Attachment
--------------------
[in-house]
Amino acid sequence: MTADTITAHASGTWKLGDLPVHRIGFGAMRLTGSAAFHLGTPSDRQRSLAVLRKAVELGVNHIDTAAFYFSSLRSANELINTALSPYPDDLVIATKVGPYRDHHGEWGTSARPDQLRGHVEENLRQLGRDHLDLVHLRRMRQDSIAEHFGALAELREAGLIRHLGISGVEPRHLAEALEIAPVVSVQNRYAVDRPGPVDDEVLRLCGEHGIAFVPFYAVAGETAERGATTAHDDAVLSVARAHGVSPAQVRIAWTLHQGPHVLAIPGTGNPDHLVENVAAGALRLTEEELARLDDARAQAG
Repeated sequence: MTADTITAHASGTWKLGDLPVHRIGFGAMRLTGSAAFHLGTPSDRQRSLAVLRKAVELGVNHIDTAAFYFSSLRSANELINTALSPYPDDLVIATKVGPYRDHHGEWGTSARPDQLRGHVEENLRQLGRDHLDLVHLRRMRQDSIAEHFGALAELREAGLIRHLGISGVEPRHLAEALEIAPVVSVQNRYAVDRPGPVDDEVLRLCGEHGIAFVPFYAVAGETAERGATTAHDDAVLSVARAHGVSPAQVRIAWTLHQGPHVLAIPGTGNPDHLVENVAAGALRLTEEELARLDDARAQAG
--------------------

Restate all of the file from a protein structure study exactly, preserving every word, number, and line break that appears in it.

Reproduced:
[in-house]
Amino acid sequence: MTADTITAHASGTWKLGDLPVHRIGFGAMRLTGSAAFHLGTPSDRQRSLAVLRKAVELGVNHIDTAAFYFSSLRSANELINTALSPYPDDLVIATKVGPYRDHHGEWGTSARPDQLRGHVEENLRQLGRDHLDLVHLRRMRQDSIAEHFGALAELREAGLIRHLGISGVEPRHLAEALEIAPVVSVQNRYAVDRPGPVDDEVLRLCGEHGIAFVPFYAVAGETAERGATTAHDDAVLSVARAHGVSPAQVRIAWTLHQGPHVLAIPGTGNPDHLVENVAAGALRLTEEELARLDDARAQAG
Repeated sequence: MTADTITAHASGTWKLGDLPVHRIGFGAMRLTGSAAFHLGTPSDRQRSLAVLRKAVELGVNHIDTAAFYFSSLRSANELINTALSPYPDDLVIATKVGPYRDHHGEWGTSARPDQLRGHVEENLRQLGRDHLDLVHLRRMRQDSIAEHFGALAELREAGLIRHLGISGVEPRHLAEALEIAPVVSVQNRYAVDRPGPVDDEVLRLCGEHGIAFVPFYAVAGETAERGATTAHDDAVLSVARAHGVSPAQVRIAWTLHQGPHVLAIPGTGNPDHLVENVAAGALRLTEEELARLDDARAQAG